Eating fish preserved in salt can cause cancer — the best life
July 30, 2022
While none of us are guaranteed impeccable health as we age, there are many things we can do to reduce our risk of developing serious chronic diseases. In particular, reducing your risk of cancer is one of the most important measures for a long and healthy life. A healthy diet is a key component of cancer prevention – along with quitting smoking and exercising. Now experts are naming certain foods that could put you at high risk of cancer, including fish cooked a certain way. Read on to learn which fish species is classified as a “Group 1 carcinogen” by the World Health Organization and why it increases your risk of cancer.
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Several types of meat are considered carcinogenic and have therefore been classified as “Group 1 carcinogens” by the World Health Organization (WHO). The organization has found “convincing evidence” that these foods and other substances cause cancer. Along with tobacco and asbestos, processed meats such as hot dogs, cured meats, beef jerky, and charcuterie fall into this category. These meats are associated with a higher rate of colon and stomach cancer.
Of only slightly less concern is red meat, which is classified as a Group 2A carcinogen, meaning it is ‘probably’ carcinogenic to humans. “The strongest link between eating red meat and cancer is colon cancer, but there is also evidence of links to pancreatic and prostate cancer,” said medical experts on behalf of health insurance company Aetna.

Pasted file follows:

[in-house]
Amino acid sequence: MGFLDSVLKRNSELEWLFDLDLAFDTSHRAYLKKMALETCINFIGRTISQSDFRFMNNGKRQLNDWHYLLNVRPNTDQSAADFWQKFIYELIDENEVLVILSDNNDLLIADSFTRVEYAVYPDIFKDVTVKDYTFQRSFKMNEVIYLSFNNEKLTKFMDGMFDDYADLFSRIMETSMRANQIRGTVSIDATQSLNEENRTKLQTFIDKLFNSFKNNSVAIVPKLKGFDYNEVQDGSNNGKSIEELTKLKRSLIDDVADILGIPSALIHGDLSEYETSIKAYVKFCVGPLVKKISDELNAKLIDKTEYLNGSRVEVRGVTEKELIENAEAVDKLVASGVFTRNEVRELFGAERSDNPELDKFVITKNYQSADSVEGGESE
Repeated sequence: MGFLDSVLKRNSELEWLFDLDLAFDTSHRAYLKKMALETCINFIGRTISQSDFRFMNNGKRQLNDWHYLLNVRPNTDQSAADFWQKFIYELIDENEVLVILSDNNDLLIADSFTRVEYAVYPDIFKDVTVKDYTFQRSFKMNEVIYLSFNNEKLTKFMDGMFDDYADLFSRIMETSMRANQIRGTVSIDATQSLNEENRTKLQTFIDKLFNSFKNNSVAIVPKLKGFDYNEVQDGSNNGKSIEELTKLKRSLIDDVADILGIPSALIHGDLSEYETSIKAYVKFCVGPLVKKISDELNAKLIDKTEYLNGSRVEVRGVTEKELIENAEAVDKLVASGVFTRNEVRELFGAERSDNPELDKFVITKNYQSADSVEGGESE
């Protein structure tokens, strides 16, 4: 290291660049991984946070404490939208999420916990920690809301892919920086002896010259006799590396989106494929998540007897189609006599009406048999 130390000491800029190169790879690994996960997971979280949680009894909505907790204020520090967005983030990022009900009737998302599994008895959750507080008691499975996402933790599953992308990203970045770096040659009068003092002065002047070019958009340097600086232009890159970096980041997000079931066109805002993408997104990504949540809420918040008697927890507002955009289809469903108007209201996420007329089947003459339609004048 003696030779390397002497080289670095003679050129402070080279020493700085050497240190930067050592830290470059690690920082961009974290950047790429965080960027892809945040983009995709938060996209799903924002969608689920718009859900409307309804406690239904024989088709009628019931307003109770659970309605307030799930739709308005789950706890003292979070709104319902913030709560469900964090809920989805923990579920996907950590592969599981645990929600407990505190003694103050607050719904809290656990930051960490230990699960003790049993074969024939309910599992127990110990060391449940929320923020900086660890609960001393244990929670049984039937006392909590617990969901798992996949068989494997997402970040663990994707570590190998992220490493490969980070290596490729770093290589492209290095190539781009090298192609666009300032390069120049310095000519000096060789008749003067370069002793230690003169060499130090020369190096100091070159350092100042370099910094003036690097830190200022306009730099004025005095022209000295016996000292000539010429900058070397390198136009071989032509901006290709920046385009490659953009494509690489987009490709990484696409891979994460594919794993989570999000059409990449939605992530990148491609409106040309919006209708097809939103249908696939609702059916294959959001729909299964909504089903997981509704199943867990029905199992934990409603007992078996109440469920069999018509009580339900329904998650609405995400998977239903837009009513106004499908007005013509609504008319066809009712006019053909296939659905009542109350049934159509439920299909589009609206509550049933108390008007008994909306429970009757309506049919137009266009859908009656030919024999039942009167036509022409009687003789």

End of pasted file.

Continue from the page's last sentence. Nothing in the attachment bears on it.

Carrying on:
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A lean source of protein rich in omega-3 fatty acids, fish is generally considered part of a healthy diet. The American Institute for Cancer Research (AICR) says it may also help protect against cancer. “Research consistently shows that people who eat a moderate amount of seafood have a lower risk of cancer and other chronic diseases and live longer,” writes the AICR. “This could be due to other parts of the diet. For example, if you eat more fish for dinner, you may be eating less red and processed meat, which increases the risk of colon cancer,” the experts note.
In addition, eating a diet that includes fish has been linked to a lower rate of obesity. “Overweight and obesity are now associated with an increased risk of 10 cancers, including postmenopausal breast, liver and colon cancer,” says the AICR.
Although fish is generally associated with lower cancer rates, according to the WHO, fish prepared a certain way is believed to cause cancer in humans: fish preserved in salt.
“Salting is a traditional method of preserving food – particularly fish – that is widely used in Southeast Asia and China,” explain Aetna’s health experts. “Unfortunately, this preservation method results in the production of carcinogenic by-products, which means it can cause cancer in humans. Chinese-style salted fish is a Group 1 carcinogen, as is processed meat.”
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Studies have shown a link between salted fish and cancer of the nasopharynx (located in the upper throat) and stomach. When it causes cancer in the nasopharynx, it is usually due to a reaction between nitrogen compounds in fish and nitrates and nitrites in the crude salt used to preserve it.
Meanwhile, most cases of stomach cancer start with damaged cells on the inner lining of the stomach. “Scientists believe that the increased risk of stomach cancer from salt-preserved foods is because they contain a large amount of salt, which permeates the foods during the preservation process. Experimental research has shown that salt damages the gastric mucosa and causes lesions that remain to develop, can become gastric cancer,” explains Stephanie FayMD, at the World Cancer Research Fund International (WCRFI) website.
To lower your risk, reduce the amount of canned fish in your diet and limit your salt intake to less than five grams of salt daily, WHO says. Talk to your doctor if you’re concerned about your risk of cancer or have questions about how this risk factor may be affecting you or your diet.